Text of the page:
By RYAN MCCRACKEN on October 23, 2020.
Lukas Svejkovsky was 30,000 feet off the ground when the Pittsburgh Penguins came knocking – and not just due to elation.
The 18-year-old Medicine Hat Tigers forward was on a flight to Team U.S.A.’s world junior evaluation camp in Plymouth, Mich., when the NHL’s entry draft’s second day kicked off. Hoping to see his name called before the wheels touched down, Svejkovsky opted for the in-flight wi-fi – which was spotty at best – to keep an eye on how things were unfolding.
The fourth round arrived, and names slowly started appearing on the online draft tracker. Then, before his name even popped up, his phone started to buzz with texts of congratulations. He had been drafted, but to where?
“My phone just started blowing up but my internet wouldn’t really load. I was getting all the texts and stuff, everyone was just saying congrats and stuff like that but I didn’t even know what team I went to,” he said. “I didn’t find out until about 10 minutes after, when my Safari finally loaded. It was pretty crazy, for sure, kind of an excited, nervous feeling. But the way it played out, I couldn’t be more excited.”
Entering the draft ranked 165th among North American skaters by NHL Central Scouting, Svejkovsky shattered the projections when the Penguins called out his name 15 picks into the fourth round. Svejkovsky says he had inklings that Pittsburgh liked what he brought to the table, but he tried not to focus too much on the numbers.
“I tried not to think about it too much, but I had good talks with Pittsburgh before the draft so I knew that was a team that was on the radar for me,” he said. “I think it’s a great spot for me. They obviously have such a great organization. I got a chance to talk to all the coaching staff and stuff like that – they’re just great people, that’s the biggest thing. I’m definitely in good hands so I’m super excited to get started there.”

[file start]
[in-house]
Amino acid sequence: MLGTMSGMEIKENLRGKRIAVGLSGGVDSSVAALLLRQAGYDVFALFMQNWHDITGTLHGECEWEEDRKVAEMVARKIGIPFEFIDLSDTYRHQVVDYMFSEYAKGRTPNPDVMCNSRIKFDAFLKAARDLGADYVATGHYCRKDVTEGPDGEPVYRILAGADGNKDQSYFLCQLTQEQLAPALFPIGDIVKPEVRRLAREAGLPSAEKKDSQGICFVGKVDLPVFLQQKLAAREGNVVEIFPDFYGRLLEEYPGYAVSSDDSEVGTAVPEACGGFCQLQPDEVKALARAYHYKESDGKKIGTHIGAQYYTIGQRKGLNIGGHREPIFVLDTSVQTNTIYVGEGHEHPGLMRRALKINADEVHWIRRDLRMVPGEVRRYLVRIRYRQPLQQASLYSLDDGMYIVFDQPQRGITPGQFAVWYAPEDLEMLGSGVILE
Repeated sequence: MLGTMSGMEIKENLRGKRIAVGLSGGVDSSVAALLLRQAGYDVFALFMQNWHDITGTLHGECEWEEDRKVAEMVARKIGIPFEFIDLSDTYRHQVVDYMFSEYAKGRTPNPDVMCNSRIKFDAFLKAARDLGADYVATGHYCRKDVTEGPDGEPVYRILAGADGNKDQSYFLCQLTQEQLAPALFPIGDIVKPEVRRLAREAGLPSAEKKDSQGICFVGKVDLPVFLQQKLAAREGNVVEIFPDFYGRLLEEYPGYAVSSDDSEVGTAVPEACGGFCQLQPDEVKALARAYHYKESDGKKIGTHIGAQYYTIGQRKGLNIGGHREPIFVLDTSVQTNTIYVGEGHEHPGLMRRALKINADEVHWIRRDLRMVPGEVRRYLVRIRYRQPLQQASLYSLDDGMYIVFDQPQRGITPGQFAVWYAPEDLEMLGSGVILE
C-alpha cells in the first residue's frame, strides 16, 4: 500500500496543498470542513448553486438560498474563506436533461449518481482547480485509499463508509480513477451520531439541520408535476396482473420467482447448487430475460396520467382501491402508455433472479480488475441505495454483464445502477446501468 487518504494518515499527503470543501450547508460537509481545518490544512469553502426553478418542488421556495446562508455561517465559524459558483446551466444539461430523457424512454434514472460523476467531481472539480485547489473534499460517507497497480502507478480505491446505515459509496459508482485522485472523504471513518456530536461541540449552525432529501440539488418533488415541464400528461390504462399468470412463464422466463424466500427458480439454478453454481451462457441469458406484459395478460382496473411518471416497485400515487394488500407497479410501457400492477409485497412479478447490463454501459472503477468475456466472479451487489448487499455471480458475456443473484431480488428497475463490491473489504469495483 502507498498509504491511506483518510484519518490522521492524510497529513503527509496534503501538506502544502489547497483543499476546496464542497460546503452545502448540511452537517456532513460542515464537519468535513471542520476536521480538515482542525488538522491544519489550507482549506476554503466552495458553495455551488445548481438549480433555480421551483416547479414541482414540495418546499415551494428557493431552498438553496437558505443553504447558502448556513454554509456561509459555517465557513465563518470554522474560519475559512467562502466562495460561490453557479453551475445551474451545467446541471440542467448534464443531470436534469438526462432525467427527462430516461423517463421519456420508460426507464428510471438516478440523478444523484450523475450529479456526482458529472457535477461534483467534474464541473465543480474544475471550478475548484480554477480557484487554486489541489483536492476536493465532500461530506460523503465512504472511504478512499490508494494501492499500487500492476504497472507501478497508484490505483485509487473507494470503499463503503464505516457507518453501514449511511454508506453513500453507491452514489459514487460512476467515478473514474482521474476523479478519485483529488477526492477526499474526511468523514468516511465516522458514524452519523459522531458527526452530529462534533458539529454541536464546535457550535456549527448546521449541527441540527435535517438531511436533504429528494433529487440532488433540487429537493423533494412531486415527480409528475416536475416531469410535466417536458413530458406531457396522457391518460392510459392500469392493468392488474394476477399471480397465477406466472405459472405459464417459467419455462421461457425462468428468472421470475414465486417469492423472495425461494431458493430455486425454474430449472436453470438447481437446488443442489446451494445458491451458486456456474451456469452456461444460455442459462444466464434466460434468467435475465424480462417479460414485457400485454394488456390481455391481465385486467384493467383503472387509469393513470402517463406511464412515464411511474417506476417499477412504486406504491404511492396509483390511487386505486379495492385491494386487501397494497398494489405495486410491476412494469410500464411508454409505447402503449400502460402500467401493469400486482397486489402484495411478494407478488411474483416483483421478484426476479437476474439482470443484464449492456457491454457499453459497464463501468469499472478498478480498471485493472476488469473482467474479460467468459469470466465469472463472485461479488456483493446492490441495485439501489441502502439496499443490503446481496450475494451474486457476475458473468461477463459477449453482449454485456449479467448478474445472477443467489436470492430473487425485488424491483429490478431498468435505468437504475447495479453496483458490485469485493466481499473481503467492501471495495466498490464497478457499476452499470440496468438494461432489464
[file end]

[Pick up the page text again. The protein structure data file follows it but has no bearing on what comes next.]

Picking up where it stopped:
Svejkovsky will now have a duel focus as he heads into the month of November, hoping to kick off his season on junior hockey’s biggest stage before returning to the Gas City to drop the puck with the Tigers.
Hailing from the American pene-exclave of Point Roberts – which boasts a population of around 1,200 and sits landlocked to Canada – Svejkovsky has been forced to move across to Tsawwassen in order to continue his training.
“We’re actually just in a rental house, it’s been great though,” he said. “I’ve been on the ice four or five times a week, working out off the ice five times a week. It’s a really good group we’ve got, a lot of good players and we learn from each other.”
The 5-foot-10, 165-pound righty joined the Tigers in a blockbuster trade with the Vancouver Giants last December. After recording five goals and five assists over 18 games with the Giants, Svejkovsky closed out his campaign in Medicine Hat with 13 goals and 15 assists over 34 contests.
“You’re looking for people that play like Lukas,” said Tigers head coach and general manager Willie Desjardins. “I think his off-season has been big, I think he’s trained really hard … He had a great camp (with Team U.S.A.) and I think that’s exciting. And it’s great for him that he’s had something to kind of train for and play for. That’ll certainly help him going into the year.”
Earning a place at an American evaluation camp is no easy task, as U.S.A. typically leans on its year-round national development teams to feed its world junior roster. Svejkovsky was one of just two WHL players to earn a place on the evaluation camp roster alongside reigning Dub goaltender of the year Dustin Wolf, of the Everett Silvertips.
“It was a really good experience for me,” he said. “There were a lot of guys that took different paths, so I didn’t know too many guys, but I got to know a lot of guys over the week that I was there. It was just a great experience … It was definitely a quick turnaround with all that ice in a short period of time but it was great.”
Svejkovsky added he anticipates Team U.S.A. will announce its selection camp roster around the end of November.
“All I can do right now is just focus on myself, focus on getting better on and off the ice and whatever happens, happens,” he said.